San Diego Union-Tribune

October 14, 2001

Ease of getting IDs, other documents a concern
   Solving problem won't be simple, experts say


WASHINGTON -- The ease with which the terrorists in the Sept. 11 attacks obtained driver's licenses and other identification documents has alarmed terrorism and identity theft experts, leading to calls for stricter regulations or some sort of national identity card.

But the experts also caution that there is no simple solution to the problem, citing both practical problems and concerns about civil liberties.

"We might become a show-me-your-papers nation, and perhaps we will still not have solved the problem," said Beth Givens, director of the San Diego-based Privacy Rights Clearing House. "I think when you've got people
as determined as the terrorists, they're going to outwit just about any system that could be developed."

At least seven of the terrorists, including two who lived in San Diego, fraudulently obtained identification cards in Virginia, according to federal court documents. They took advantage of the state's notoriously lax regulations for verifying identity and residency.

Others reportedly got driver's licenses in Michigan and New Jersey.

Besides using them to board the planes they hijacked, the terrorists could have used the IDs to set up bank accounts, obtain credit cards, rent cars and for other purposes to further their plot.

"What we have created, unfortunately, in this country is a set of documents that are being used for identification that are really based on quicksand. There is no conclusive proof that says this is indeed who this person really is," said Linda Foley, executive director of the Identity Theft Resource Center, another San Diego group that helps people combat identity fraud.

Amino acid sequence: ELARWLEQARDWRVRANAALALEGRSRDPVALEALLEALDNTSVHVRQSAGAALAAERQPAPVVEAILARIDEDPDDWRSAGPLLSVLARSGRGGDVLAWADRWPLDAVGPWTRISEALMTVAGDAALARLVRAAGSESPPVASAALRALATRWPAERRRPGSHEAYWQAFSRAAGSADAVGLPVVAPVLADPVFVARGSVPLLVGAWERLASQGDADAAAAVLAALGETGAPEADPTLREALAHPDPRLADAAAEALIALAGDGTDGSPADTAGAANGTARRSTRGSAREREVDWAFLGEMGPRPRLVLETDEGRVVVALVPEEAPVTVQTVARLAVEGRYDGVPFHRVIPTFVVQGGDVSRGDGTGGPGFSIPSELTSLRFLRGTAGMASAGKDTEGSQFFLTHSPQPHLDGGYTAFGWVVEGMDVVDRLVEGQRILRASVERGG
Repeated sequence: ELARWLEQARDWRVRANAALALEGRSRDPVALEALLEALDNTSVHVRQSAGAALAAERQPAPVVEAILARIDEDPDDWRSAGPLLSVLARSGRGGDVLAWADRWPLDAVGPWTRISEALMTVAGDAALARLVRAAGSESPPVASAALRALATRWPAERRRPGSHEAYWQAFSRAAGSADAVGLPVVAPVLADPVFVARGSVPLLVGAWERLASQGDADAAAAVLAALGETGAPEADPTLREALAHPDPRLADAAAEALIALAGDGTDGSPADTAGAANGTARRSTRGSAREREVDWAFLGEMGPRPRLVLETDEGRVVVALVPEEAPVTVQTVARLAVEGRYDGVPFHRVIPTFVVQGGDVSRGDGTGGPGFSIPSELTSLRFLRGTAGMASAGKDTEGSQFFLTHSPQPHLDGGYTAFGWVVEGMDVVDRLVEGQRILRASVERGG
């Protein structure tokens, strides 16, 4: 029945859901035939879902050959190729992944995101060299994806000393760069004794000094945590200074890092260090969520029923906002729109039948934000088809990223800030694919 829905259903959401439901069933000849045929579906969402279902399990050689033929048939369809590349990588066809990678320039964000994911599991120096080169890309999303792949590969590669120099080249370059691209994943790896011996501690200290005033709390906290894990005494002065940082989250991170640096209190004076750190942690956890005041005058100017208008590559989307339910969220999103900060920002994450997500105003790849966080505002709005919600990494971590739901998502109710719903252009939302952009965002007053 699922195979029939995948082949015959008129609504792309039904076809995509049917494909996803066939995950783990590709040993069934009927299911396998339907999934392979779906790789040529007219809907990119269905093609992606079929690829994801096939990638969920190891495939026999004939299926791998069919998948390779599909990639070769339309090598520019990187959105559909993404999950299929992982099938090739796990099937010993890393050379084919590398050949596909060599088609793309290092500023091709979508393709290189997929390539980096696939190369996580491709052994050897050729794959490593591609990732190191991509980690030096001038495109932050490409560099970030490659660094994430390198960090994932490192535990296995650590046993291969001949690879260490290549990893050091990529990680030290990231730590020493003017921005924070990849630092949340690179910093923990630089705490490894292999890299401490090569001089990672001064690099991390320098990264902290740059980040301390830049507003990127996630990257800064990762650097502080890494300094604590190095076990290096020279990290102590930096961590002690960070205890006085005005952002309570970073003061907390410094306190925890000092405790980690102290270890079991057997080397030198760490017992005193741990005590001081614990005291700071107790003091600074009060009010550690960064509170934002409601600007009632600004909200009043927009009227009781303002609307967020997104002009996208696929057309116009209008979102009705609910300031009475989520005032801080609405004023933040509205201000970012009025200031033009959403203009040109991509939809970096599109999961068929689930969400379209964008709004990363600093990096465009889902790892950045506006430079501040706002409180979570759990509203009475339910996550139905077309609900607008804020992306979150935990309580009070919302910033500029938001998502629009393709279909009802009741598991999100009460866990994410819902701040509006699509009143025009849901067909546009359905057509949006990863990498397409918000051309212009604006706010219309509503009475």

On Aug. 1, two of the terrorists who were based in San Diego for a time, Hani Hanjour and Khalid al-Midhar, obtained fraudulent IDs from the Virginia Department of Motor Vehicles, according to court documents.

Virginia law allows applicants to use notarized affidavits to certify their identity and residency, rather than requiring documents that contain their names and addresses, like utility bills.

Hanjour and al-Midhar listed a false address in Falls Church, Va., on their affidavits. Investigators say that a Virginia resident falsely certified they lived at the address.

In subsequent days, five other terrorists -- Salem Alhazmi, Majed Moqed, Abdul Aziz Al Omari, Ahmed Saleh Al Ghamdi and Ziad Jarrah -- obtained Virginia IDs through similar means, according to the FBI. Hanjour and al-Midhar used their new IDs to certify fake addresses for three of their henchmen and another Virginia resident.

The two Virginia residents have been arrested and charged with identity document fraud, but apparently were not otherwise involved in the terrorist
plot. The terrorists paid a total of $335 for help in obtaining the IDs.

Ten days after the attacks, Virginia officials suspended the affidavit option -- which had long been known to have spawned a cottage industry in identity fraud exploited mostly by illegal immigrants.

Givens points out that security precautions vary widely from state to state. Some lawmakers and anti-terrorism experts have recommended the creation of a uniform national ID, which could include hard-to-falsify "biometric" data, like facial patterns or fingerprints.

But experts caution such a system would take years to set up and implement, and involves huge start-up costs. And identity fraud experts doubt whether a
national ID would be foolproof.

"No matter how difficult you make it," said Foley of the Identity Theft Resource Center, "whatever you implement today somebody's going to figure
out a way to get around it."